Afoot in Jack London Village: SculptureWALK
By Tracy Salcedo
E arly on a pandemic Sunday morning, with rain clouds thickening overhead, Jack London Village was empty and still. I was alone in the creek-side quiet; just me, a few dark-eyed juncos, and the sculptures.
Doubtless you’ve seen them. “Yellow Oak” (aka “Yellow Disk 78”) is the one that catches my eye every time I drive past the Village along Arnold Drive. Created by Ivan McLean, the suspended disk fills a frame in the arbor along the street front, its powder- coated steel a startling yellow splatter against the burgundy walls of Joshua Chauvet’s historic winery.
“Yellow Oak” is one of nearly two dozen works that make up the Village’s Sculpture-WALK, a tour of garden art installations curated by Sculpturesite Gallery. Once housed in one of the old winery’s storefronts, the 28-year-old business closed its gallery in the summer of 2018 and now displays its collection along the Village pathways.
Being a guidebook writer, I of course downloaded the map of the SculptureWALK and then proceeded to not follow the directions. No matter: Each sculpture is identified with a plaque in place, so even if #23 turns out to be your #1, you’ll be able to identify the artist, admire the work, and move on to the next. Given that the walk essentially circumnavigates a country block, it’s not like you’re going to get lost. I started in the field across the parking lot on the north side of the Village, mesmerized by another of McLean’s sculptures, “Suspended Sphere 60” (yes, #23 on the map). The oaks forming the sphere’s backdrop were devoid of leaves, their limbs as silvery as the orb’s steel, a perfect complement and juxtaposition. The three other works scattered in the grass were a study in contrasts: the brilliant yellow of Vincent Faust’s “Bound Up,” the soothing rusted curves of “Ribbons of Memories” by Jean Pierre Rives, and a sunburst orbited by a smaller sunburst, unidentified but lovely nonetheless.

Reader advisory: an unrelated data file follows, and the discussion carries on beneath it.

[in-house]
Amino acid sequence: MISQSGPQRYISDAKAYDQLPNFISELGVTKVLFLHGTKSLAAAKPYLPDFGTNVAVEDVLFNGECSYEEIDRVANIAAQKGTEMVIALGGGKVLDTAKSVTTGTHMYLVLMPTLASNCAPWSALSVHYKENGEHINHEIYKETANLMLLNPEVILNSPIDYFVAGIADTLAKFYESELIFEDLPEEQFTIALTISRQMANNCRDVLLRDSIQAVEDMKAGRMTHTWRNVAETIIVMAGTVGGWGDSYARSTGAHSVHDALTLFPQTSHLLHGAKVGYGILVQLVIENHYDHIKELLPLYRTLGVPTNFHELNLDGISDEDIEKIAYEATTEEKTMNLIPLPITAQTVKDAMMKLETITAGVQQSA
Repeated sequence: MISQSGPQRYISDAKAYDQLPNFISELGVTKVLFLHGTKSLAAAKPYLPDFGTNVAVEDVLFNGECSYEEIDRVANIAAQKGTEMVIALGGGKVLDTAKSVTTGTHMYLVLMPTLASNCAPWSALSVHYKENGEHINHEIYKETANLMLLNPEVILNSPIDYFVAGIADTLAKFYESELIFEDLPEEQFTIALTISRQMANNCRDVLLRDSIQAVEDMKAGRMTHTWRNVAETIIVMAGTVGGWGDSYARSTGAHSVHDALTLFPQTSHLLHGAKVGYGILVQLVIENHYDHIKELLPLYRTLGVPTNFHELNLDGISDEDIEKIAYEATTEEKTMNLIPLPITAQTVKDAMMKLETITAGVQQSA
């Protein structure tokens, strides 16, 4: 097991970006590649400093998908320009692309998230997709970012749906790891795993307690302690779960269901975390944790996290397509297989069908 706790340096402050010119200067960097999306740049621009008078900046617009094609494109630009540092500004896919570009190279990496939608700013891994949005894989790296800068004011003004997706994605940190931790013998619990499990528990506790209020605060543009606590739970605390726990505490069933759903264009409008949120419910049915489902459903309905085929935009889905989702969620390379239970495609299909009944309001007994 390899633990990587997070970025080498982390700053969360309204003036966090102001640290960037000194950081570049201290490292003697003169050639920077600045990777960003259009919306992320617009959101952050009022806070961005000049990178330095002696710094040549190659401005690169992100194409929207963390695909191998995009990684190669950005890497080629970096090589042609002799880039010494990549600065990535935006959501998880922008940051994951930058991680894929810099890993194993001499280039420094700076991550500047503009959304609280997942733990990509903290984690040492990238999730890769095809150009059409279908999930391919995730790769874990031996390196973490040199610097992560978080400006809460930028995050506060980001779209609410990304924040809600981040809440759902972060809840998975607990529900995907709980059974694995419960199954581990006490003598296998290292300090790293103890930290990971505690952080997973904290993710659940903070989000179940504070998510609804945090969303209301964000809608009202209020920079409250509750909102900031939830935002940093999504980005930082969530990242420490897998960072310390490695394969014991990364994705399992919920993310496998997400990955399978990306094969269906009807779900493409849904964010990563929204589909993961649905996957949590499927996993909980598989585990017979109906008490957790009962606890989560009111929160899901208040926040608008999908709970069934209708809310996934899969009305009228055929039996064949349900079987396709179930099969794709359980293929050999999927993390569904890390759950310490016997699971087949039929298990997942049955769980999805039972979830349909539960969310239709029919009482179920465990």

Walking across the parking lot and then across the bridge spanning Asbury Creek, I followed the SculptureWALK counterclockwise, beginning in the courtyard fronting the Mill and Yeti restaurants. McLean’s “Stainless Sphere 84” was half-hidden in the headhigh grass, and surrounded by the works of Jeffrey Laudenslager (stainless steel), Troy Pillow (painted stainless steel), and Michael Gustavson (ceramic). These artists and a few others have multiple pieces on display along the walk, and you’ll come to recognize their styles. Other sculptors have contributed single works to the walk, offering contrast and variety. I meandered past the little library next door to Yeti’s entrance, lovingly stocked and maintained by community members, and then followed the ramp to the arbor-shaded path alongside Arnold Drive. “Yellow Oak” is, in my view, the dominant work along this part of the walk, but another ceramic by Gustavon and Pillow’s kinetic “Ovum” don’t disappoint. If you’re at all fatigued by this point in your walk, you can bolster yourself with a bite from Wine Country Chocolates before turning the corner of the winery building and looping through the parking lot to the backside.
Here artworks mingle with the relics of Village history. Rebecca Johnson’s “Stone Skep” is a counterpoint to rusting steam pistons, “Parallelograms” rises opposite a de-stemmer and crusher that might have been used by old Joshua Chauvet himself, and “Harmonic Balance” hangs on the wall of the Tower, where stems, leaves, and pomace were once stored during crush, and where psychotherapist Jim Shere now provides counsel. Just in case you need something to wash down that chocolate, Schermeister Winery can pour you something delicious.
The last stretch of the walk, shaded by the Sonoma Creek’s woodland canopy, features evocative sculptures by Michael Chatterley (“Tall Woman” and “Listening for Sounds of Joy”), Jane Burton’s “Unspoken Voice,” more from Pillow and Laudenslager, and works by Sally Russell and Jeff Key. Closing the circle also lands you among the creek-side dining decks of Yeti and the Mill, where you can satisfy the appetite you’ve worked up on your stroll.